Purveyors of environmental DNA prize its efficiency. eDNA sampling requires fewer people collecting air, dirt, or water in cheap bottles or vials. Much of the work happens back at the lab, where companies extract DNA from samples, sequence it, and then enter the results in a database to identify species matches. eDNA tests can locate a specific species, like an endangered animal or an invasive plant, or provide a picture of an entire ecosystem. And researchers are deploying methods that allow for live sequencing in the field.

Today, according to industry experts, the most well-established use of eDNA for species monitoring is tracking of the great crested newt, an amphibian native to Europe and legally protected in the United Kingdom. Traditional surveys to track the newt required four night missions—one in each season—to trap specimens under plastic bottles, with a return in the morning to count them. For the last several years, biodiversity monitoring companies have used environmental DNA instead. Surveyors can scoop up water at any time of day and the DNA isolated can signal if newts are present, saving both time and labor. 

“It all comes down to that value proposition: What is the advantage of using eDNA over other methods?” said Andrew Weeks, technical director at EnviroDNA, an Australian eDNA company that Weeks believes was the first to operate in the country.

In 2008, Gregg Schumer was working at a highly secure Canadian microbiology lab. His days were spent harvesting animal tissue and testing it for viral DNA from pathogens like Ebola. At the time, a childhood friend was the principal scientist at a consulting company that was tracking the Delta smelt, an endangered fish usually less than three inches long, in California waterways. 

“We began talking,” said Schumer, “and realized that my searching for viruses in organ systems was not unlike trying to find a really small fish in a very big system, and that we could use the exact same technique.” Soon, the two started sampling water from the same California rivers they grew up fishing, analyzing the samples for smelt DNA. In 2009, that work gave rise to one of the earliest environmental DNA companies: Genidaqs.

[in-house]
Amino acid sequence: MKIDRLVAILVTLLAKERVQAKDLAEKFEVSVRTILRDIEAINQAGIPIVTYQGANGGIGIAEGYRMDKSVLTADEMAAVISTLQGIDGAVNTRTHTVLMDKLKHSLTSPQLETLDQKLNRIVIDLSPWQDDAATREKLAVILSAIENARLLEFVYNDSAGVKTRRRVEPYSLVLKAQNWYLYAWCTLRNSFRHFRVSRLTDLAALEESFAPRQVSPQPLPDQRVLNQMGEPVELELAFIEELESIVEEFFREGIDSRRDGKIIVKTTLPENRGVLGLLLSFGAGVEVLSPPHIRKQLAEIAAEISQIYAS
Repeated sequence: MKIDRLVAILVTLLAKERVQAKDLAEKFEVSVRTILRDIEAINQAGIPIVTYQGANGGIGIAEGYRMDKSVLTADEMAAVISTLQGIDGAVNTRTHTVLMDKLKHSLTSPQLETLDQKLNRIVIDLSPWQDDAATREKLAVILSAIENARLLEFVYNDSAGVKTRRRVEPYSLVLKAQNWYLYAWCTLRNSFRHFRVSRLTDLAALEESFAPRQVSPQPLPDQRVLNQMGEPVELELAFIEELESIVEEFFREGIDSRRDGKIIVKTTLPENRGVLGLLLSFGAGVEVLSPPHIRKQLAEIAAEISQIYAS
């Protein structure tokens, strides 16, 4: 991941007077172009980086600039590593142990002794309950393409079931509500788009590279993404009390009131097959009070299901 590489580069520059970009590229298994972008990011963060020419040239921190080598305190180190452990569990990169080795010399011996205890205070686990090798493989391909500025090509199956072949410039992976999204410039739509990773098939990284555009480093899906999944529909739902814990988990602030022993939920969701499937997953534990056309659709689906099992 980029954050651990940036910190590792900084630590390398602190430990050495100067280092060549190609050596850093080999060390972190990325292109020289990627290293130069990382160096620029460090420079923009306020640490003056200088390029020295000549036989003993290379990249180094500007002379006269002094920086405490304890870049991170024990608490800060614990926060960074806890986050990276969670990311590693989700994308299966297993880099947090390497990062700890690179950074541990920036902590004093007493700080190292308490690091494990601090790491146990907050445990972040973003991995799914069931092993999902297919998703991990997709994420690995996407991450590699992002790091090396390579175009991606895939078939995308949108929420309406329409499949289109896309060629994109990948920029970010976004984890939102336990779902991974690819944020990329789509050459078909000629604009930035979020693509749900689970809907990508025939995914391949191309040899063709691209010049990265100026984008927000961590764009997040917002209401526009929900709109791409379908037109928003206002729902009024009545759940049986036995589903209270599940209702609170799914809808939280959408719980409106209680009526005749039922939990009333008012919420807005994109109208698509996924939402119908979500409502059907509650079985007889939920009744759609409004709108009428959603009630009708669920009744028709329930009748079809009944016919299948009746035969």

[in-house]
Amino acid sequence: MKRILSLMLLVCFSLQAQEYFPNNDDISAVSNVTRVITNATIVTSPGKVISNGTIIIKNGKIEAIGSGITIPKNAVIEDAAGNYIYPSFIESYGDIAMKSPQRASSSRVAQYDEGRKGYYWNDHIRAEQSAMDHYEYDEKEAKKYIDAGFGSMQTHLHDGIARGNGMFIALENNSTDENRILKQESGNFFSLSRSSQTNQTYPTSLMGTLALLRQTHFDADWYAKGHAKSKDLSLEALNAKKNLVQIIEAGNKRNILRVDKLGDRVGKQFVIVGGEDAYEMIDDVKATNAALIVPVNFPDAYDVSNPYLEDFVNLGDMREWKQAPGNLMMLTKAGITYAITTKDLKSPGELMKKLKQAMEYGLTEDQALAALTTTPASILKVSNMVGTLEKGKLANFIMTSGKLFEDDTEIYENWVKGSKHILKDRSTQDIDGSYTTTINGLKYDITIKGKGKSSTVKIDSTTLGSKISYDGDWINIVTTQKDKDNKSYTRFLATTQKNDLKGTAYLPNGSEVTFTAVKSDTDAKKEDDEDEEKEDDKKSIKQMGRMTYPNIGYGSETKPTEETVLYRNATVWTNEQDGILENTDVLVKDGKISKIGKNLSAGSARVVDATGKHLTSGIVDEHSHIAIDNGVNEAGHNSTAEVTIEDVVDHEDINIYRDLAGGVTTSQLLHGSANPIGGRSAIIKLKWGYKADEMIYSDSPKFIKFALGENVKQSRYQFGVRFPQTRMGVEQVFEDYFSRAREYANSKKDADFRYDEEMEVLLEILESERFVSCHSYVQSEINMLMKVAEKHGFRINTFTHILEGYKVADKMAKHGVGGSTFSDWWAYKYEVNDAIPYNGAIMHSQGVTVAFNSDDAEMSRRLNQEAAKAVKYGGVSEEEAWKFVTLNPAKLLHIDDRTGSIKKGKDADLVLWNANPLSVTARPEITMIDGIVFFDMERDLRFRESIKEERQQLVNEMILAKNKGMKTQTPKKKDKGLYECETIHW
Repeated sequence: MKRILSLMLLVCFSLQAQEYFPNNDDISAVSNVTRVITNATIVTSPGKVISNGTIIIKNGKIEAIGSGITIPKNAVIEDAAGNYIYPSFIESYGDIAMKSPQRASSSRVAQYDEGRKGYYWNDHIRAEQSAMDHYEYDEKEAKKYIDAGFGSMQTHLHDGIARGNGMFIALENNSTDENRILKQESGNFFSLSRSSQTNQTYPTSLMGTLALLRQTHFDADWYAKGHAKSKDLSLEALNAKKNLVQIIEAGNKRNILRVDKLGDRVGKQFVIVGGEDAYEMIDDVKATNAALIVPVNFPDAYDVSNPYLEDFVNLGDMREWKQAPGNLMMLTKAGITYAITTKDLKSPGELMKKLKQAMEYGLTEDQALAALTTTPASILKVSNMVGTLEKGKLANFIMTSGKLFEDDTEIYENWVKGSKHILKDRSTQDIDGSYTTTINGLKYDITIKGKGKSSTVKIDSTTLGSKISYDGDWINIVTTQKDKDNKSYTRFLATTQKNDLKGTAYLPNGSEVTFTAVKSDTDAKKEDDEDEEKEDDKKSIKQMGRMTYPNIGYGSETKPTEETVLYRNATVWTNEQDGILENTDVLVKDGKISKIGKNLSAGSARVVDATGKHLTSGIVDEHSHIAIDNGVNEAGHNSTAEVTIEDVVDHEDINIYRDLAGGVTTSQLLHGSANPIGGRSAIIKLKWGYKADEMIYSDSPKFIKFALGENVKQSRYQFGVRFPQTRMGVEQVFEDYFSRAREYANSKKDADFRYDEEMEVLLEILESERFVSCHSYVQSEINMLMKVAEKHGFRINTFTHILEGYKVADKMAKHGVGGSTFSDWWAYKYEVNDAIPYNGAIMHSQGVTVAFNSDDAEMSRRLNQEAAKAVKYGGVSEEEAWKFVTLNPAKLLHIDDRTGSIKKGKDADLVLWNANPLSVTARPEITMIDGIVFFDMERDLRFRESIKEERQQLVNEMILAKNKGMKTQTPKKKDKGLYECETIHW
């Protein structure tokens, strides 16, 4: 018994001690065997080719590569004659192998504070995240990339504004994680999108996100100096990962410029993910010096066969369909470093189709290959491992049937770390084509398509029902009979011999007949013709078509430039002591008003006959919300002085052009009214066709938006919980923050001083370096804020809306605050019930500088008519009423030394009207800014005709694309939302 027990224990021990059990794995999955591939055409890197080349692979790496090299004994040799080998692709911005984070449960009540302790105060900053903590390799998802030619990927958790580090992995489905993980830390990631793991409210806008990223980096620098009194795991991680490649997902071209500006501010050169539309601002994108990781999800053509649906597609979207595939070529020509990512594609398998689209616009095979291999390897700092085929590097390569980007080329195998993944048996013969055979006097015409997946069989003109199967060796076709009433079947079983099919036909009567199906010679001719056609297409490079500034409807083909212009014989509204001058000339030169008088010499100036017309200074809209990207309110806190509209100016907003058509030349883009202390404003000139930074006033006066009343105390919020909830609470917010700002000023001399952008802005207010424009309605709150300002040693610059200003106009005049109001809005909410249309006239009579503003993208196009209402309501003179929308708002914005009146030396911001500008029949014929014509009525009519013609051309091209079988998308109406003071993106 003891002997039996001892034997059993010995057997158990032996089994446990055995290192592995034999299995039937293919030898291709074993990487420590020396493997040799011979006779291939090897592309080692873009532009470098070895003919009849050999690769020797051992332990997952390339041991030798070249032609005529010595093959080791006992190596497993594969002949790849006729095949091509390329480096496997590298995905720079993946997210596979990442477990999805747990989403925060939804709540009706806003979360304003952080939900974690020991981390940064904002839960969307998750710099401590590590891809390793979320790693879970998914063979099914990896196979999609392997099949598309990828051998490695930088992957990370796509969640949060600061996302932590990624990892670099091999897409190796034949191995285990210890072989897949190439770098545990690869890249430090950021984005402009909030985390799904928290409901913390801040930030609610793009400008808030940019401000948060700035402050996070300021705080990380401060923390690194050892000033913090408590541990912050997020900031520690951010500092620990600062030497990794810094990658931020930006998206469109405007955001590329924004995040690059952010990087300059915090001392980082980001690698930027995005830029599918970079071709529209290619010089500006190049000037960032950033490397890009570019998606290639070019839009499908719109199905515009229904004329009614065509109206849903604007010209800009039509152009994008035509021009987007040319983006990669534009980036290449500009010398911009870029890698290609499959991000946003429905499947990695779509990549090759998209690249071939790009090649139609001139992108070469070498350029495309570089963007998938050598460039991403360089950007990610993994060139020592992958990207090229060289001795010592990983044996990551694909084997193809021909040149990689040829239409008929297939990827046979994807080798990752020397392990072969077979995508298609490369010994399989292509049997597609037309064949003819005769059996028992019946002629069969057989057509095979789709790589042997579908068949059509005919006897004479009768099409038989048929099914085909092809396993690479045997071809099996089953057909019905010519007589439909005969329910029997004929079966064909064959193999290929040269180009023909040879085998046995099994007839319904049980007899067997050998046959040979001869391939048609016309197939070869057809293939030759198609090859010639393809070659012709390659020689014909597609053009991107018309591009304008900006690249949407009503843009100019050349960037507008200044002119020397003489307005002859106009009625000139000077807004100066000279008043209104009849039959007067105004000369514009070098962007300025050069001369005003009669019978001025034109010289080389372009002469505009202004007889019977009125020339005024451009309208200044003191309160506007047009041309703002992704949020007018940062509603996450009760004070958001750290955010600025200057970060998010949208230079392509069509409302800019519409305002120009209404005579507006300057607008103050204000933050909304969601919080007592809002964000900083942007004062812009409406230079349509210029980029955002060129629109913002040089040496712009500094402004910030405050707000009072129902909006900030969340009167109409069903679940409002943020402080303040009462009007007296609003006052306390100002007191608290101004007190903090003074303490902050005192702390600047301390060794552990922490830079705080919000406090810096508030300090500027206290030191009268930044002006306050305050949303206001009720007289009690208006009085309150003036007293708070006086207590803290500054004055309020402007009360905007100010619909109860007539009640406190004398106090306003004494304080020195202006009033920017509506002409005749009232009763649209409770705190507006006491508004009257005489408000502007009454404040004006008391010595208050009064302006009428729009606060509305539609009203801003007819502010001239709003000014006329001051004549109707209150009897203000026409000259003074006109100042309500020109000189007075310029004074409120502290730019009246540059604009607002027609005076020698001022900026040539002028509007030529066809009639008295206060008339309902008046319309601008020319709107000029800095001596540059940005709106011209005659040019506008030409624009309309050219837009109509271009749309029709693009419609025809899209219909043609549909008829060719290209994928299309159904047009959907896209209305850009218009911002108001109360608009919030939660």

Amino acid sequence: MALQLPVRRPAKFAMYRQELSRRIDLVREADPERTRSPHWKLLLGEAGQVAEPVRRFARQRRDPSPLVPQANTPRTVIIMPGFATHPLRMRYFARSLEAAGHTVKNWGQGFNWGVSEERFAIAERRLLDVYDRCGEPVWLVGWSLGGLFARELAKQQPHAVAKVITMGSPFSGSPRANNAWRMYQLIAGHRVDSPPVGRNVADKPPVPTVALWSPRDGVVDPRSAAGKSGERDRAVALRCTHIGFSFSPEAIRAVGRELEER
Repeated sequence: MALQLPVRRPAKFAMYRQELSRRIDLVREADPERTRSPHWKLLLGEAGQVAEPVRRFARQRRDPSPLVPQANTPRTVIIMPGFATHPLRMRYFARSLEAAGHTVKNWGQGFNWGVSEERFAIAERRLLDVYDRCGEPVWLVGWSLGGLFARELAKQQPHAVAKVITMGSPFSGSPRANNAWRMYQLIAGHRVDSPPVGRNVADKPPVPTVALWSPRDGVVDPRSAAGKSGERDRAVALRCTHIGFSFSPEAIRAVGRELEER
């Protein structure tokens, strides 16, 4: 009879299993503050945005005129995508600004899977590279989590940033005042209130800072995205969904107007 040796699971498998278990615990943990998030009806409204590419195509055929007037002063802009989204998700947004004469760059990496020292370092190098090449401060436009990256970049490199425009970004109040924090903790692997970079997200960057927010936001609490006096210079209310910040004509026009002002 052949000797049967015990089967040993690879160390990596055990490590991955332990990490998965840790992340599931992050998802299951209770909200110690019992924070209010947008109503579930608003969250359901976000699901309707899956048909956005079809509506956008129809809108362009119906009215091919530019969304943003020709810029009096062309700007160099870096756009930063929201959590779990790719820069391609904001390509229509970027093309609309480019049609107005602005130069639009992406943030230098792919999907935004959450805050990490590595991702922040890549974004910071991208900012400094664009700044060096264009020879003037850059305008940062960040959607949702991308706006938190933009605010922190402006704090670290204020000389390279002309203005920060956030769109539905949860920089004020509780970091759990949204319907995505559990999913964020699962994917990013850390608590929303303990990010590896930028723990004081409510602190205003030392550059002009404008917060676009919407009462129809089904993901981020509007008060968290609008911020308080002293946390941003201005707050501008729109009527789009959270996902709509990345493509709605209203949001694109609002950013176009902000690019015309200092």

Genidaqs got its first grant soon after eDNA entered academic parlance. In 2008, researchers in France proposed a “novel approach” to detect species from aquatic samples, amplifying short sequences of DNA and matching it to a species of frog. That paper is recognized as the first to recommend eDNA to monitor species, but the general concept has been around for much longer, Schumer said.

“The term eDNA, for use in ecological or pathogen-detection applications, in that context, is relatively new,” he said. “But people have been pulling DNA out of the environment ever since they knew that DNA existed.” 

The commercial eDNA landscape rose up soon after the French paper was published, with companies like Genidaqs, pronounced genetics, and SPYGEN, a French company that in 2011 rolled out of the lab that produced that original paper. 

Many eDNA companies have sprouted from academic labs or research settings, after biologists and geneticists familiar with DNA sequencing saw an opening to use the tool to pull more information from uncontrolled settings like rivers. Most companies are relatively young; only in the past few years, Schumer said, has there been enough interest for a company to exist on eDNA-related business alone. 

Large international consulting companies, including Jacobs and Stantec, now also offer environmental DNA services to clients, but sequencing is still largely carried out at a handful of corporate and academic labs. “There’s not very many commercial labs that do environmental DNA work out there, and there’s even fewer that are dedicated towards it,” said Fahner at eDNAtec, founded by a professor at Canada’s University of Guelph in 2015.  

Though eDNA services are becoming more in demand, regulations are most advanced in Europe, where England’s acceptance of eDNA tools to monitor great crested newts in 2014 “really changed things,” said Liz Allchin, global principal for biology and ecology at Jacobs. To date, Weeks and Kelly said, England appears to be the only country with a national, regulatory eDNA standard; in this case it provisions how eDNA can be used to monitor a specific species.

Elsewhere, the legal landscape for eDNA methods remains a bit of a “wild west,” said Schumer. 

There is international interest, though. In Canada, eDNAtec has collaborated with the government on a few projects; the country’s Science Advisory Secretariat has also created a guidance document on using eDNA in decision-making. Finland has a national eDNA strategy and Australia developed a national eDNA reference center. Japan maintains a biodiversity monitoring network that uses eDNA and the Danish Environmental Protection Agency uses the tool to monitor for aquatic invasive species.